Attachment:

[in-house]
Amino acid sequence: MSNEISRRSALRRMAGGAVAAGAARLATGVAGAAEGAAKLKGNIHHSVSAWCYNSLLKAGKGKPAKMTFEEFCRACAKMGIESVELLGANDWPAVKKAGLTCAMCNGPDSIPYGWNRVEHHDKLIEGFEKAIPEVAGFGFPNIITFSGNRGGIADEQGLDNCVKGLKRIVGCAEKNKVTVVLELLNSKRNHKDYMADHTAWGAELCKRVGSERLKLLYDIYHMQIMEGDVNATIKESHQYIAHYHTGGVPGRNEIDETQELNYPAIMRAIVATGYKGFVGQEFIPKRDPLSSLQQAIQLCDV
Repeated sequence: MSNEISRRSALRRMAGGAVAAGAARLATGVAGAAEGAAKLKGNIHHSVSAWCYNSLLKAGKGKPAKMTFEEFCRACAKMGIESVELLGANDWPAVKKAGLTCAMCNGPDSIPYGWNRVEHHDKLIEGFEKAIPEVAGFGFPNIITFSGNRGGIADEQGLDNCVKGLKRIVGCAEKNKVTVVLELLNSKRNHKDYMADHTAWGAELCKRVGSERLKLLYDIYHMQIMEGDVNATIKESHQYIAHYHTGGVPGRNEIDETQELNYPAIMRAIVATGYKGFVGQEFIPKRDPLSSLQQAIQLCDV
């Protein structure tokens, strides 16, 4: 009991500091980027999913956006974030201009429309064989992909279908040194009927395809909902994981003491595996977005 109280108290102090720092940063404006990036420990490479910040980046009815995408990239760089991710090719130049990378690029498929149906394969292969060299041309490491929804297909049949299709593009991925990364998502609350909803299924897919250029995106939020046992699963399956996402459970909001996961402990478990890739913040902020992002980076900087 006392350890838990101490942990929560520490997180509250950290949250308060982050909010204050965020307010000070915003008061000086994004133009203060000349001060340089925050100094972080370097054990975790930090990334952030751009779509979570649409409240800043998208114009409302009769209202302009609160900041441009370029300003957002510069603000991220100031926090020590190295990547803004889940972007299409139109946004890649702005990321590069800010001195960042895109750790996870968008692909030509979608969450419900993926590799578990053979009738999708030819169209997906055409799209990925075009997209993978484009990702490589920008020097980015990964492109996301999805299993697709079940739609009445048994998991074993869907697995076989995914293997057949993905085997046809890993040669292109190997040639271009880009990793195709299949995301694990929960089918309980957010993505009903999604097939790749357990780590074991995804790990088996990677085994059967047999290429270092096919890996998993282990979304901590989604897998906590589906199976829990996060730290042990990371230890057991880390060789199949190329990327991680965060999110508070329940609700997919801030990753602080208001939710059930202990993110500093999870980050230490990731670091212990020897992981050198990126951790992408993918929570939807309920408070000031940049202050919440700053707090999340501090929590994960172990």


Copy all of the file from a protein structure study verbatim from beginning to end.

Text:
[in-house]
Amino acid sequence: MSNEISRRSALRRMAGGAVAAGAARLATGVAGAAEGAAKLKGNIHHSVSAWCYNSLLKAGKGKPAKMTFEEFCRACAKMGIESVELLGANDWPAVKKAGLTCAMCNGPDSIPYGWNRVEHHDKLIEGFEKAIPEVAGFGFPNIITFSGNRGGIADEQGLDNCVKGLKRIVGCAEKNKVTVVLELLNSKRNHKDYMADHTAWGAELCKRVGSERLKLLYDIYHMQIMEGDVNATIKESHQYIAHYHTGGVPGRNEIDETQELNYPAIMRAIVATGYKGFVGQEFIPKRDPLSSLQQAIQLCDV
Repeated sequence: MSNEISRRSALRRMAGGAVAAGAARLATGVAGAAEGAAKLKGNIHHSVSAWCYNSLLKAGKGKPAKMTFEEFCRACAKMGIESVELLGANDWPAVKKAGLTCAMCNGPDSIPYGWNRVEHHDKLIEGFEKAIPEVAGFGFPNIITFSGNRGGIADEQGLDNCVKGLKRIVGCAEKNKVTVVLELLNSKRNHKDYMADHTAWGAELCKRVGSERLKLLYDIYHMQIMEGDVNATIKESHQYIAHYHTGGVPGRNEIDETQELNYPAIMRAIVATGYKGFVGQEFIPKRDPLSSLQQAIQLCDV
């Protein structure tokens, strides 16, 4: 009991500091980027999913956006974030201009429309064989992909279908040194009927395809909902994981003491595996977005 109280108290102090720092940063404006990036420990490479910040980046009815995408990239760089991710090719130049990378690029498929149906394969292969060299041309490491929804297909049949299709593009991925990364998502609350909803299924897919250029995106939020046992699963399956996402459970909001996961402990478990890739913040902020992002980076900087 006392350890838990101490942990929560520490997180509250950290949250308060982050909010204050965020307010000070915003008061000086994004133009203060000349001060340089925050100094972080370097054990975790930090990334952030751009779509979570649409409240800043998208114009409302009769209202302009609160900041441009370029300003957002510069603000991220100031926090020590190295990547803004889940972007299409139109946004890649702005990321590069800010001195960042895109750790996870968008692909030509979608969450419900993926590799578990053979009738999708030819169209997906055409799209990925075009997209993978484009990702490589920008020097980015990964492109996301999805299993697709079940739609009445048994998991074993869907697995076989995914293997057949993905085997046809890993040669292109190997040639271009880009990793195709299949995301694990929960089918309980957010993505009903999604097939790749357990780590074991995804790990088996990677085994059967047999290429270092096919890996998993282990979304901590989604897998906590589906199976829990996060730290042990990371230890057991880390060789199949190329990327991680965060999110508070329940609700997919801030990753602080208001939710059930202990993110500093999870980050230490990731670091212990020897992981050198990126951790992408993918929570939807309920408070000031940049202050919440700053707090999340501090929590994960172990």